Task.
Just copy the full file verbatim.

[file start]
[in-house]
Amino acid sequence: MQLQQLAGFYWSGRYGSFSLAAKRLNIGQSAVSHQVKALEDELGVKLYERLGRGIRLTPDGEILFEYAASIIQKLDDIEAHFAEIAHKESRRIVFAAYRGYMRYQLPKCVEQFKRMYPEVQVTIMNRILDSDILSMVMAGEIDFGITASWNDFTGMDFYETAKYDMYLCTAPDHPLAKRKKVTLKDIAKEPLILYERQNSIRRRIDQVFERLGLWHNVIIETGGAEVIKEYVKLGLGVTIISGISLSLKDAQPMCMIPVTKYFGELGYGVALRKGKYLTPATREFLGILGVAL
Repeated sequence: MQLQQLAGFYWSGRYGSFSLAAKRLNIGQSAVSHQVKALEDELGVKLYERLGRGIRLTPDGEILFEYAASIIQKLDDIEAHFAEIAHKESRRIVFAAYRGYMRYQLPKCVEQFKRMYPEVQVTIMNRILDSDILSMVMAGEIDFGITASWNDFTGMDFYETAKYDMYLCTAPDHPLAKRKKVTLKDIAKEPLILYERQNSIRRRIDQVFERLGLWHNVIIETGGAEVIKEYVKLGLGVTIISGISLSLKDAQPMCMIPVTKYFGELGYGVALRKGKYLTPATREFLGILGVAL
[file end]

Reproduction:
[in-house]
Amino acid sequence: MQLQQLAGFYWSGRYGSFSLAAKRLNIGQSAVSHQVKALEDELGVKLYERLGRGIRLTPDGEILFEYAASIIQKLDDIEAHFAEIAHKESRRIVFAAYRGYMRYQLPKCVEQFKRMYPEVQVTIMNRILDSDILSMVMAGEIDFGITASWNDFTGMDFYETAKYDMYLCTAPDHPLAKRKKVTLKDIAKEPLILYERQNSIRRRIDQVFERLGLWHNVIIETGGAEVIKEYVKLGLGVTIISGISLSLKDAQPMCMIPVTKYFGELGYGVALRKGKYLTPATREFLGILGVAL
Repeated sequence: MQLQQLAGFYWSGRYGSFSLAAKRLNIGQSAVSHQVKALEDELGVKLYERLGRGIRLTPDGEILFEYAASIIQKLDDIEAHFAEIAHKESRRIVFAAYRGYMRYQLPKCVEQFKRMYPEVQVTIMNRILDSDILSMVMAGEIDFGITASWNDFTGMDFYETAKYDMYLCTAPDHPLAKRKKVTLKDIAKEPLILYERQNSIRRRIDQVFERLGLWHNVIIETGGAEVIKEYVKLGLGVTIISGISLSLKDAQPMCMIPVTKYFGELGYGVALRKGKYLTPATREFLGILGVAL